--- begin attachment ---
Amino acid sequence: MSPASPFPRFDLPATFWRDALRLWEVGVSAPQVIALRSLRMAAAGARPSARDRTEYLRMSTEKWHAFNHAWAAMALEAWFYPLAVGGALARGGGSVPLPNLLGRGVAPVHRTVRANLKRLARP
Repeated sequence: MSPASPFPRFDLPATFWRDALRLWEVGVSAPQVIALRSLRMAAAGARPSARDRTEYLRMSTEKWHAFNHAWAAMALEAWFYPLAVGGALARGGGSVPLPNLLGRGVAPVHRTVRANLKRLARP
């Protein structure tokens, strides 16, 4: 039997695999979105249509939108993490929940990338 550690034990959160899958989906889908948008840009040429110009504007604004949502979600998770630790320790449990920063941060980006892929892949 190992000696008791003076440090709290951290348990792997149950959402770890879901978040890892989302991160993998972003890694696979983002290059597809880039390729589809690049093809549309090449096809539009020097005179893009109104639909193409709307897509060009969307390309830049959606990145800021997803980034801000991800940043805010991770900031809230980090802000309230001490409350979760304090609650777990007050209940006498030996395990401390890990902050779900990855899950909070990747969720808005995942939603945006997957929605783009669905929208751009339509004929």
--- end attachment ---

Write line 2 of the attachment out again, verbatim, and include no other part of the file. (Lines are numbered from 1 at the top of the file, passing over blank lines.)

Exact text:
Repeated sequence: MSPASPFPRFDLPATFWRDALRLWEVGVSAPQVIALRSLRMAAAGARPSARDRTEYLRMSTEKWHAFNHAWAAMALEAWFYPLAVGGALARGGGSVPLPNLLGRGVAPVHRTVRANLKRLARP